According to CBS, 29% of 18 to 24-year-olds consider themselves addicted to social networking, while in 2015 this figure was only 19%. Despite it is a psychological factor, the brain scans of people spending large amounts of time on social media show alike impairment of the brain regions the drug-dependent people have. The MRI images showed an obvious degradation of brain regions that control decision-making, attention, and processing of emotions.
Thanks to neuroscience we understand much better how the brain works. Unfortunately, the dopamine system of our brain isn’t capable to recognize the difference between good and bad triggers, such as doing the workout regularly or staying in bed instead. If dopamine is released in a response to a maleficent trigger, it can reinforce bad habits, so they become long-term addictions.
While it may seem the dopamine addiction is something that concerns “others”, all of us is to some extent influenced by it. The number of messages we receive every day is increasing every year. According to Statista, 65 billion messages are sent per day using WhatsApp. Some of these messages are highly relevant and important, while others are just annoying social networking distractions that whisk our time away. It has been proved by numerous studies that distractions make us less productive.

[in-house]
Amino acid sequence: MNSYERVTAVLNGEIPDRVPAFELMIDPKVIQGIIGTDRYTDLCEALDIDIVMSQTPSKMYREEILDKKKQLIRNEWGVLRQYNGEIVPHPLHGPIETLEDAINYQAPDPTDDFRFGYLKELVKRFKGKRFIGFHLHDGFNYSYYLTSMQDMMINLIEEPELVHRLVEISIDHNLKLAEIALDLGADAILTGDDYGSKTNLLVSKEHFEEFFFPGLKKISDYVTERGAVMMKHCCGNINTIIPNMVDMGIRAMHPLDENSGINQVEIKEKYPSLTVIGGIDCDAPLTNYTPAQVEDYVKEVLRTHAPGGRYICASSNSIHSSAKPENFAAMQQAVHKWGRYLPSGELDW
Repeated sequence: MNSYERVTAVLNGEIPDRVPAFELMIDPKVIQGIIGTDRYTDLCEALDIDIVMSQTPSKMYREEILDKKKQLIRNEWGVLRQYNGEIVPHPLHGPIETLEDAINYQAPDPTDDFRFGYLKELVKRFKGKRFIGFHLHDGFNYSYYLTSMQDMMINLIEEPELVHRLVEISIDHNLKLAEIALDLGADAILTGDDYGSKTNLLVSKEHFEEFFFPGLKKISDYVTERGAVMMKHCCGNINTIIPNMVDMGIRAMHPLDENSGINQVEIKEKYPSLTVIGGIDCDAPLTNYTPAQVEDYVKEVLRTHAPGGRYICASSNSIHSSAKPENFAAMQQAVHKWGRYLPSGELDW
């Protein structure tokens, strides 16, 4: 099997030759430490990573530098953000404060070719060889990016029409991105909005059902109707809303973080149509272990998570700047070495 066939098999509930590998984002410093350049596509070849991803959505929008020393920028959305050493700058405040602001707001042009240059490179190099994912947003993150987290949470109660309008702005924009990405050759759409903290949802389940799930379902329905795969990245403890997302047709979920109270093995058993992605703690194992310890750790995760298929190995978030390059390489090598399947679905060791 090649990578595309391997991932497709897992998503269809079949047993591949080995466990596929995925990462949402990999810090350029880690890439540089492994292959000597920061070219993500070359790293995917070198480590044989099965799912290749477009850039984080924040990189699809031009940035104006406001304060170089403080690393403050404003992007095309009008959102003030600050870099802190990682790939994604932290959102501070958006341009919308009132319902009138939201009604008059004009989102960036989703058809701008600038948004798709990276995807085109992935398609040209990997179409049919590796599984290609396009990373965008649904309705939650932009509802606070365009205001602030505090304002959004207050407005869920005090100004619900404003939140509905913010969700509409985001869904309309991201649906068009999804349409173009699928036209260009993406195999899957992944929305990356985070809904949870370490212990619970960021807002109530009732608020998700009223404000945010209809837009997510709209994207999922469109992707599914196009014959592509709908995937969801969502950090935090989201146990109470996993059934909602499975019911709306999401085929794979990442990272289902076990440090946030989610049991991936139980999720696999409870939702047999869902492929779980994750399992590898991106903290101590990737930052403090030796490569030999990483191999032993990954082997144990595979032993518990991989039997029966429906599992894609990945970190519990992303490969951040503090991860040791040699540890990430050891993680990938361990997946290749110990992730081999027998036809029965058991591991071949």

How an AI Chatbot can save you from the “hook”
Artificial intelligence (AI) and machine learning (ML) can significantly help in resolving the “hook” problem on social media. With the help of AI and ML a chatbot is trained on diverse datasets and conversations and has enough intelligence to handle standard questions and inquiries. Imagine, won’t that be great if there is a smart personal AI chatbot that can handle those never-ending all alike messages for you?
We have decided to create a smart personal chatbot that acts as a second you on messenger platforms and responds for you to an annoying distant friend or relative, who always sends irrelevant texts and videos, while you can focus on your priorities and goals.
We’ve called our chatbot AIBRO – your BRO that uses AI technology to respond on your behalf. AIBRO belongs to the generative chatbots: with the help of machine learning algorithms, it trains on your previous chat responses so it can deliver the best reply possible. AIBRO easily adapts to your style and learns what words and emojis you use most often and chats completely as you do.
You might think about going on a digital detox. AIBRO makes it real. This intelligent chatbot can take over our social media distractions, so you can concentrate on work, and be more productive at what matters for you the most.
With AIBRO chatbot you can considerably cut the time you spend chatting. You can sign up with your email on AIBRO’s website and receive an email when the chatbot will be publicly available. In its first release, AIBRO will work for Facebook Messenger; you can install it as an app for your smartphone and activate it for specific conversations. In Q2 2020 AIBRO will be released for other messengers, such as Instagram, WhatsApp, Viber, WeChat, Telegram.
The right habits define our success. What about your social networking habits? Is it something you’d like to spend less time on? Then it’s time for you to try AIBRO.